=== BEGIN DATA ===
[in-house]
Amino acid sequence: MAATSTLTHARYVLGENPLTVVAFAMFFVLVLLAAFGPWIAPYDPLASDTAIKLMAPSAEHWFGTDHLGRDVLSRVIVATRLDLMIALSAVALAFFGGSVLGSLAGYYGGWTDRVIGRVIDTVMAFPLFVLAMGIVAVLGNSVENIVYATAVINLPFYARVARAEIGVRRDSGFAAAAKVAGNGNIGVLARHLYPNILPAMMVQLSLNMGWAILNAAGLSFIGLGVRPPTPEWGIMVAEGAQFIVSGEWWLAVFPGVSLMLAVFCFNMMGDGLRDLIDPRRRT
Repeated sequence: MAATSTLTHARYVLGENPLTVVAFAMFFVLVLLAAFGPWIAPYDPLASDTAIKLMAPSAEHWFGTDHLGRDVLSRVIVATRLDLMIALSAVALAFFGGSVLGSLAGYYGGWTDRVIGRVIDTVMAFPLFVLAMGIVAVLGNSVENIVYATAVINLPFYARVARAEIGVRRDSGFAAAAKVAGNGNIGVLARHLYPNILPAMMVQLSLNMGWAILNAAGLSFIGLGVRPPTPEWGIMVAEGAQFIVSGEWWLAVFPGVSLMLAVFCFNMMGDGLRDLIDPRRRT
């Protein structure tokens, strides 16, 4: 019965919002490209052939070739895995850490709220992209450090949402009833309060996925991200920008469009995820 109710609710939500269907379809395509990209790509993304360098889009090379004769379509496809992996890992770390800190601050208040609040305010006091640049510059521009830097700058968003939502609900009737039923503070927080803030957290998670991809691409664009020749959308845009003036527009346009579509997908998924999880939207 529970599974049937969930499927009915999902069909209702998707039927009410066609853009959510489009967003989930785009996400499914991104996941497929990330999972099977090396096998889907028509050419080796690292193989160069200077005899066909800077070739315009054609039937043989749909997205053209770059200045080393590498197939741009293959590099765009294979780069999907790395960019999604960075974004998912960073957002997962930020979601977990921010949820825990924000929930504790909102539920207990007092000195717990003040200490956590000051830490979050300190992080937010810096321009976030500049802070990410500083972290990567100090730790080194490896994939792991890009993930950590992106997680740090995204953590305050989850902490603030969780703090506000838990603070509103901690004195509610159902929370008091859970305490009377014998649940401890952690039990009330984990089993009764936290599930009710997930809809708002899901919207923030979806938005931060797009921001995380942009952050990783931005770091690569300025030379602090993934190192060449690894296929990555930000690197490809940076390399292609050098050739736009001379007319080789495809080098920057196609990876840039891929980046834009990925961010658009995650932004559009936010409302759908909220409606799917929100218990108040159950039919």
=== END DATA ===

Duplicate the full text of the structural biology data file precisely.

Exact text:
[in-house]
Amino acid sequence: MAATSTLTHARYVLGENPLTVVAFAMFFVLVLLAAFGPWIAPYDPLASDTAIKLMAPSAEHWFGTDHLGRDVLSRVIVATRLDLMIALSAVALAFFGGSVLGSLAGYYGGWTDRVIGRVIDTVMAFPLFVLAMGIVAVLGNSVENIVYATAVINLPFYARVARAEIGVRRDSGFAAAAKVAGNGNIGVLARHLYPNILPAMMVQLSLNMGWAILNAAGLSFIGLGVRPPTPEWGIMVAEGAQFIVSGEWWLAVFPGVSLMLAVFCFNMMGDGLRDLIDPRRRT
Repeated sequence: MAATSTLTHARYVLGENPLTVVAFAMFFVLVLLAAFGPWIAPYDPLASDTAIKLMAPSAEHWFGTDHLGRDVLSRVIVATRLDLMIALSAVALAFFGGSVLGSLAGYYGGWTDRVIGRVIDTVMAFPLFVLAMGIVAVLGNSVENIVYATAVINLPFYARVARAEIGVRRDSGFAAAAKVAGNGNIGVLARHLYPNILPAMMVQLSLNMGWAILNAAGLSFIGLGVRPPTPEWGIMVAEGAQFIVSGEWWLAVFPGVSLMLAVFCFNMMGDGLRDLIDPRRRT
């Protein structure tokens, strides 16, 4: 019965919002490209052939070739895995850490709220992209450090949402009833309060996925991200920008469009995820 109710609710939500269907379809395509990209790509993304360098889009090379004769379509496809992996890992770390800190601050208040609040305010006091640049510059521009830097700058968003939502609900009737039923503070927080803030957290998670991809691409664009020749959308845009003036527009346009579509997908998924999880939207 529970599974049937969930499927009915999902069909209702998707039927009410066609853009959510489009967003989930785009996400499914991104996941497929990330999972099977090396096998889907028509050419080796690292193989160069200077005899066909800077070739315009054609039937043989749909997205053209770059200045080393590498197939741009293959590099765009294979780069999907790395960019999604960075974004998912960073957002997962930020979601977990921010949820825990924000929930504790909102539920207990007092000195717990003040200490956590000051830490979050300190992080937010810096321009976030500049802070990410500083972290990567100090730790080194490896994939792991890009993930950590992106997680740090995204953590305050989850902490603030969780703090506000838990603070509103901690004195509610159902929370008091859970305490009377014998649940401890952690039990009330984990089993009764936290599930009710997930809809708002899901919207923030979806938005931060797009921001995380942009952050990783931005770091690569300025030379602090993934190192060449690894296929990555930000690197490809940076390399292609050098050739736009001379007319080789495809080098920057196609990876840039891929980046834009990925961010658009995650932004559009936010409302759908909220409606799917929100218990108040159950039919």